• Tenancy in Common: Each owner holds a distinct undividable share. The owners are able to sell, exchange, gift, or leave their share to anyone without consent from the other owners. Upon death of the owner, their share is transferred to the decedent’s appropriate heirs through probate.

    • Community Property: Community property rules hold that property interests acquired during marriage are considered to be owned equally by each spouse regardless if they are owned individually on the title. Alaska, Arizona, California, Idaho, Louisiana, Nevada, New Mexico, Texas, Washington, and Wisconsin, operate under a community property system. Each state’s laws can vary.

    In addition to the estate planning terms and essentials discussed, you should also ensure that your executor knows where the following information can be found and that these documents are easily accessible:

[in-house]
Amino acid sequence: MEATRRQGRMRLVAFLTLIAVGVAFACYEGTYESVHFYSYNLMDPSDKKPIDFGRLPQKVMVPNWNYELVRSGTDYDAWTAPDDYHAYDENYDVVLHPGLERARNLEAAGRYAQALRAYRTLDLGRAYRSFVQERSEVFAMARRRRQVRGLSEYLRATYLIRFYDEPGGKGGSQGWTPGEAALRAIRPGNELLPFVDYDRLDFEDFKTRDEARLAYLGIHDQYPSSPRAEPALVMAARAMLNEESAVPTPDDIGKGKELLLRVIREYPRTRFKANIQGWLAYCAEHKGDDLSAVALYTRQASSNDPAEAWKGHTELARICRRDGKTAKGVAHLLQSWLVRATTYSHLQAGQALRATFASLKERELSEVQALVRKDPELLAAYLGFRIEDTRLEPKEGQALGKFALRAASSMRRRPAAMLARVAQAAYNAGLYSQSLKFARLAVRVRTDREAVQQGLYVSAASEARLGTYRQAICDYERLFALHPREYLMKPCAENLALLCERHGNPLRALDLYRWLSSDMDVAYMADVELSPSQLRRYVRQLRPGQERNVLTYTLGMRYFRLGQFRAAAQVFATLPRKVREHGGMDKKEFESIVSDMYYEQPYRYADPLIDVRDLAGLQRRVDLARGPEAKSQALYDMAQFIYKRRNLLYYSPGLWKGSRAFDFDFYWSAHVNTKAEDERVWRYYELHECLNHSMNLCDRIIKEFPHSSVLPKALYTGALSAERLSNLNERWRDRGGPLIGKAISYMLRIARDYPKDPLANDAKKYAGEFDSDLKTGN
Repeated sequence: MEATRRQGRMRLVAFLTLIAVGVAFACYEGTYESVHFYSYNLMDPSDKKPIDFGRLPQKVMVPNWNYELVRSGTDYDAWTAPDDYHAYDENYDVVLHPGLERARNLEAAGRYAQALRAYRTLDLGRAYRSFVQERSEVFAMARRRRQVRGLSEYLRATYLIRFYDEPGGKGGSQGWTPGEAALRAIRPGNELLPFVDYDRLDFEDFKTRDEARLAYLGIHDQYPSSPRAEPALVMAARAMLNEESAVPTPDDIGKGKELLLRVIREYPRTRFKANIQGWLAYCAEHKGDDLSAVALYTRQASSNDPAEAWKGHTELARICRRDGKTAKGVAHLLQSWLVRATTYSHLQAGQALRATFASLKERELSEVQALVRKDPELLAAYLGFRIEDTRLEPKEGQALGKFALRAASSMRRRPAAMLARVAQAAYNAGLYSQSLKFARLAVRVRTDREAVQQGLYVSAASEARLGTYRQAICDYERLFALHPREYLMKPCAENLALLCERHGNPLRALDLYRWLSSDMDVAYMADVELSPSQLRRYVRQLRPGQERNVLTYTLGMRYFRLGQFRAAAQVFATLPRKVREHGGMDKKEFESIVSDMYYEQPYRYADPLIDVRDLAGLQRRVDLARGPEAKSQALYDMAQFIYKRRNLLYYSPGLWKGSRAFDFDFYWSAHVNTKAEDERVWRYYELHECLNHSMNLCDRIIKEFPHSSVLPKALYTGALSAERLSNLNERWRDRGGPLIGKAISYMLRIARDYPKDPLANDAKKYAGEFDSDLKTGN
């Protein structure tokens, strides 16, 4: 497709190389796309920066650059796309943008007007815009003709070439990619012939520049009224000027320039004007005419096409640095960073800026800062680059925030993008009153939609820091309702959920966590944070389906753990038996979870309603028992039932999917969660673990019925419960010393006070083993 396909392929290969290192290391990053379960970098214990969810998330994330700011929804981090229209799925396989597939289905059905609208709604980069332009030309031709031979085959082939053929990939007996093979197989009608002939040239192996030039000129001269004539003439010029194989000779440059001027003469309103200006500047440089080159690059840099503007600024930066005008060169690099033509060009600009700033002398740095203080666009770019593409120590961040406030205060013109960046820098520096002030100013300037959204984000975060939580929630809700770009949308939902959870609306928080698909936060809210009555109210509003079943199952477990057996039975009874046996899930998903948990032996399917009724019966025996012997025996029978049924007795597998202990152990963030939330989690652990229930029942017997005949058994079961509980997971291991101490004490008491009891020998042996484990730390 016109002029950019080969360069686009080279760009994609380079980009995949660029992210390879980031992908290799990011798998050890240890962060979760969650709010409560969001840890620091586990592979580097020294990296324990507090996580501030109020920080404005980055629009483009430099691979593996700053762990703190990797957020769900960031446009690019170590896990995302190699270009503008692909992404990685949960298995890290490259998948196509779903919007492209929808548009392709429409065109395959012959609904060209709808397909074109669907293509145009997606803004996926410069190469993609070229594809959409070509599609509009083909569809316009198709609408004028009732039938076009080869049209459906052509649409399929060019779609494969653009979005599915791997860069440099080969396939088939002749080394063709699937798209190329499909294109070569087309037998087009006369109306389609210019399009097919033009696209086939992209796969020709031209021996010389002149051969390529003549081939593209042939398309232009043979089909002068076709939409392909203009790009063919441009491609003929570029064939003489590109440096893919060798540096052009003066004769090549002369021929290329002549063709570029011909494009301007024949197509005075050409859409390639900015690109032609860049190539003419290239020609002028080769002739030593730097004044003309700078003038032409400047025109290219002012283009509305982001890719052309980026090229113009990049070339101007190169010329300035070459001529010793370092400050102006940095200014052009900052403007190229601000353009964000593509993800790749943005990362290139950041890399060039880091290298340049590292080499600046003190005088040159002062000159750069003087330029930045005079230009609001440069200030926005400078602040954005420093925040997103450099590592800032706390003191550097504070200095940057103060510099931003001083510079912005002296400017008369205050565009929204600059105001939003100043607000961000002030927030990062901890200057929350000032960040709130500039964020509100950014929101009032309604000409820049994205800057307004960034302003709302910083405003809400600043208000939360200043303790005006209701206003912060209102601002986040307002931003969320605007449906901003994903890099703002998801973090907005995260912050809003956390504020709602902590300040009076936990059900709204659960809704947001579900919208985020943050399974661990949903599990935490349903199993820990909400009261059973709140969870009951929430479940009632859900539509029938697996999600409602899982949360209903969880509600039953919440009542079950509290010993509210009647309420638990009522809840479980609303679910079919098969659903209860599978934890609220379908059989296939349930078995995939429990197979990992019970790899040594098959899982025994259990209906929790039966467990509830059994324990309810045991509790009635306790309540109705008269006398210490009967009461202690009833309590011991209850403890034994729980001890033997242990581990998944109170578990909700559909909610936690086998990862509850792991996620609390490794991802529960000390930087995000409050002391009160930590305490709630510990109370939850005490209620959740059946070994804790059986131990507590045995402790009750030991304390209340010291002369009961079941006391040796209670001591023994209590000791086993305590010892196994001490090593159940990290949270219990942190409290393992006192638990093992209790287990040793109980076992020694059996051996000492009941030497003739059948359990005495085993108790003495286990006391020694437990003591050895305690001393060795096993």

Account InformationBank account information, bank account online login information, safe deposit location, life insurance and retirement account information.

    Proof of OwnershipDocumentation of housing and land ownership, vehicles, stock and savings bonds.

    Marriage LicenseThe surviving spouse needs proof of marriage before they can claim any assets.

    Divorce DocumentsLays out child support, alimony, property settlements and division of accounts.


  • 5

    Strategic Titling of Assets